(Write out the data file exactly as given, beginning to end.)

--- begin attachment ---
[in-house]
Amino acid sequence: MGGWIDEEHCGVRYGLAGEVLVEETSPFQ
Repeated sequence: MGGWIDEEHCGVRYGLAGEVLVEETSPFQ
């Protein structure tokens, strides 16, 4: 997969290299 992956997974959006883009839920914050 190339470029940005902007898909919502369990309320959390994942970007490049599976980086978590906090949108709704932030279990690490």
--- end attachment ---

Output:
[in-house]
Amino acid sequence: MGGWIDEEHCGVRYGLAGEVLVEETSPFQ
Repeated sequence: MGGWIDEEHCGVRYGLAGEVLVEETSPFQ
């Protein structure tokens, strides 16, 4: 997969290299 992956997974959006883009839920914050 190339470029940005902007898909919502369990309320959390994942970007490049599976980086978590906090949108709704932030279990690490």